The Beatles Anthology project also reunited Paul with many of the people that he would work on Flaming Pie with. Both Ringo Starr and George Martin had collaborated with Paul in the former and would influence this album. He had also found working with Jeff Lynne a positive experience and invited him to work on Flaming Pie following their collaboration on The Beatles Anthology singles.
One of the biggest influences was that before The Beatles Anthology project, Paul distanced himself from the Beatles and was anxious to prove that he could have an independent career. With the exception of the two John Lennon tributes, his own 'Here Today', and performing with George on 'All Those Years Ago', Paul never looked back. Yet almost as if The Beatles Anthology reminded him that he had been a Beatle and that it was quite an accomplishment, Flaming Pie is full of reflective references to the past, setting a trend that would increase with each new album released since.
The other change in the way Paul worked was that, in the albums before Flaming Pie, critics felt that after composing and recording a rough diamond of a song, he would polish and polish and polish and polish that song until the sparkle had been all-but worn away. With Flaming Pie, inspired by how the early Beatles records had been sung and recorded so quickly, he appealingly allowed the songs to be recorded quicker and have a much rougher, raw sound.
Paul admitted his inspiration with the words:
I came off the back of 'The Beatles Anthology' with an urge to do some new music. The 'Anthology' was very good for me because it reminded me of The Beatles' standards and... in a way was a refresher course that set the framework for this album.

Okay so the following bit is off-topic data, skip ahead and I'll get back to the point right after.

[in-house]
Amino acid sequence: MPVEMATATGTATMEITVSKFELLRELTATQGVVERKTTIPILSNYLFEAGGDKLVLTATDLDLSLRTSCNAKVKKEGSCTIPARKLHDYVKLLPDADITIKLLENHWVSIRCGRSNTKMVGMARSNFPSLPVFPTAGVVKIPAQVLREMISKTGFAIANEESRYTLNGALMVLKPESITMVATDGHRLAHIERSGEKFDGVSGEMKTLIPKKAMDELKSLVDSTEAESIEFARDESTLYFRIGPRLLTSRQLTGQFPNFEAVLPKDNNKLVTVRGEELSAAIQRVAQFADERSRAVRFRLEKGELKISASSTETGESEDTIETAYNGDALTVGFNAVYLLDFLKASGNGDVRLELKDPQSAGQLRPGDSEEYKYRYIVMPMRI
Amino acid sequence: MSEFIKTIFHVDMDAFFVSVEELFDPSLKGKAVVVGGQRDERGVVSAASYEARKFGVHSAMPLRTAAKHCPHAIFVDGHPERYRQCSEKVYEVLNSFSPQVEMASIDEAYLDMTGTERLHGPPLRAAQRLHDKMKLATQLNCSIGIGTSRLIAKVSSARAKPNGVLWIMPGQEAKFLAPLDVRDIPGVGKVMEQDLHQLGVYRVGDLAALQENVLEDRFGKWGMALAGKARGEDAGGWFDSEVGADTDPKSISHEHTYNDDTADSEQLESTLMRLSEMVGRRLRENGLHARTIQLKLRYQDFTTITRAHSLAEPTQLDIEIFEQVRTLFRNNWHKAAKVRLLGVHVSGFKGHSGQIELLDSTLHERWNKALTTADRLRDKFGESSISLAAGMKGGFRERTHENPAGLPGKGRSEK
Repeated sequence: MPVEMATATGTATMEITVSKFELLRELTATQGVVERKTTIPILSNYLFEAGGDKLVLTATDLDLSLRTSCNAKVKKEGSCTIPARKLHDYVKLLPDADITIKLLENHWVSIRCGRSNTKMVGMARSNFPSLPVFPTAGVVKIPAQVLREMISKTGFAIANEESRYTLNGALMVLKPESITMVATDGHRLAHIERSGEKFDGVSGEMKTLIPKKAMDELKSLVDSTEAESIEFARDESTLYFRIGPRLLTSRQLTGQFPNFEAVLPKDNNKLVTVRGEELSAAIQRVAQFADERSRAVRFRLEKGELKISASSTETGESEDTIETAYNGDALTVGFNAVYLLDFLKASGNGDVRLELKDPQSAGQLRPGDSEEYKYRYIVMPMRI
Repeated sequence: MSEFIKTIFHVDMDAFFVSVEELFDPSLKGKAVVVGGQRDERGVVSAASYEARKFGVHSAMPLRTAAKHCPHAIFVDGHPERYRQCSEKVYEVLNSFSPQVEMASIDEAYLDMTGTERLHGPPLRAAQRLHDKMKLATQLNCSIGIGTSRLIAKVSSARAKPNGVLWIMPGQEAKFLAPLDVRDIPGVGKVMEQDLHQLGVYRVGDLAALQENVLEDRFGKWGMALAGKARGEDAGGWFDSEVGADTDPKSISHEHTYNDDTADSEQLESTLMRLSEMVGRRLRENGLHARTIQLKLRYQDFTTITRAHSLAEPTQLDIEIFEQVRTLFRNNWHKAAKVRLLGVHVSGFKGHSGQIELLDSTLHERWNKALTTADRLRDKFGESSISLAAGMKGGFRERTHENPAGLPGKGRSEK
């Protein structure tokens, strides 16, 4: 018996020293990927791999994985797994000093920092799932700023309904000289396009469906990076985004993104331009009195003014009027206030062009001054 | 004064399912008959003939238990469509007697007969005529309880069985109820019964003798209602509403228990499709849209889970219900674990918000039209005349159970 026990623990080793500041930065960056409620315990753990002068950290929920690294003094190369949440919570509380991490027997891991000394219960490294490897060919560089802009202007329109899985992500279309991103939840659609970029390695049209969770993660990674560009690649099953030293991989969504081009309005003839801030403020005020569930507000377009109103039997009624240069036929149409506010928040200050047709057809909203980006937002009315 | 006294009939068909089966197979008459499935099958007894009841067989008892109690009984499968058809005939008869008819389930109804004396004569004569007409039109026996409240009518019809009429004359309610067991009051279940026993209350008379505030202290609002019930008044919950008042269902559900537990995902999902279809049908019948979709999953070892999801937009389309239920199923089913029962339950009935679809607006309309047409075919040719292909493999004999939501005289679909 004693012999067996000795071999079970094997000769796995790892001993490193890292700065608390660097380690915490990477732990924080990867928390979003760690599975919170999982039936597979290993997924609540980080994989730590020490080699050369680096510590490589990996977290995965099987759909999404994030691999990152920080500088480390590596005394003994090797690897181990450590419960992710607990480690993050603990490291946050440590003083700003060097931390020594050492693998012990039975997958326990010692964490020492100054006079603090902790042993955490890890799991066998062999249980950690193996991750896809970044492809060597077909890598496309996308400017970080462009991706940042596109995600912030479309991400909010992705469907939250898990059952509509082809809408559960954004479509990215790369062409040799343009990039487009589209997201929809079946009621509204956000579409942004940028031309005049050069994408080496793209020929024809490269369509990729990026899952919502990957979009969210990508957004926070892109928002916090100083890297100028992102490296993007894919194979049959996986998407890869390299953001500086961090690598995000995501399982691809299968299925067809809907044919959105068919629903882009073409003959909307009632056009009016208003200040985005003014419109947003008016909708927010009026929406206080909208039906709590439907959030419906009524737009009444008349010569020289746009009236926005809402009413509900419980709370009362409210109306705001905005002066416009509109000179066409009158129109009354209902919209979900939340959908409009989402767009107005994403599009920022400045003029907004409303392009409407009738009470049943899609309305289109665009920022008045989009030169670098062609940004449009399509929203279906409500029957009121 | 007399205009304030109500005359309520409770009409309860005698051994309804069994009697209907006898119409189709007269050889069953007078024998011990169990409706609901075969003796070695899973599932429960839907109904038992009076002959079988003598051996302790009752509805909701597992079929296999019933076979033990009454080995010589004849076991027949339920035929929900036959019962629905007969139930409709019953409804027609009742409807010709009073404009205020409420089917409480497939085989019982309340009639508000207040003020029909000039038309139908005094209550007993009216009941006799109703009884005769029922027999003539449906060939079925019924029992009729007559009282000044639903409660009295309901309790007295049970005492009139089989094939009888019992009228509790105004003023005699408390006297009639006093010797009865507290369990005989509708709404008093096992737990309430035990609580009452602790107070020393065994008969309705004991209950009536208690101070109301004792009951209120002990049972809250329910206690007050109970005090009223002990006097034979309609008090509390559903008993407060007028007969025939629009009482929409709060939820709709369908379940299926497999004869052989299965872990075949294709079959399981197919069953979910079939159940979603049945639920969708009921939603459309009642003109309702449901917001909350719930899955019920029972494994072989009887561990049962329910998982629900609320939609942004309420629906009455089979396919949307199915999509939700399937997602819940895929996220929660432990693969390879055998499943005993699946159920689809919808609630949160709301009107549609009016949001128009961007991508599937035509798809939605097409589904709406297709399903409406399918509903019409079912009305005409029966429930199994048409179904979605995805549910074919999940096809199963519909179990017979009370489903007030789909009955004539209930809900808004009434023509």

The title was inspired by an article that John wrote for Mersey Beat in 1961 explaining how the group had acquired the Beatles name, long before they were famous. Entitled Being A Short Diversion On The Dubious Origins Of Beatles, an excerpt reads:
Once upon a time there were three little boys called John, George and Paul, by name christened. They decided to get together because they were the getting together type. When they were together they wondered what for after all, what for? So all of a sudden they all grew guitars and fashioned a noise. Funnily enough, no-one was interested... many people ask what are the Beatles? Why Beatles? Ugh, Beatles how did the name arrive? So we will tell you. It came in a vision - a man appeared on a Flaming Pie and said unto them 'From this day on you are Beatles with an A'. 'Thankyou, Mister Man,' they said, thanking him...
John Lennon would later publish two books in this style, In His Own Write and A Spaniard In The Works. When interviewed for his 1997 album Flaming Pie, Paul McCartney said:
We were asked what the meaning of the name the Beatles was, and John wrote a little piece in the 'Mersey Beat', which was the local music paper in Liverpool. It was a kinda joke piece, and it was kinda biblical, sort of thing...
... When we were doing the 'Anthology' it became a matter of much glee for those of us who had been in the group that certain people involved in the 'Anthology' actually thought John had had a vision and took it literally, which is no, it was a joke, believe me. It's kinda Liverpool humour, a little of the Goons, it really was a joke - he didn't have a vision... If he had said a man on a Flaming Phoenix, maybe you could keep a straight face and believe him, or Flaming Chariot, maybe, but the minute he said 'pie', it was a kinda humour. And it became a bit of a thing, and it later came to me that I should write a song about the Man on the Flaming Pie, and make him a complete nutter.
In keeping with the 'pie' theme, the songs are listed as 'Ingredients' on the album's back cover.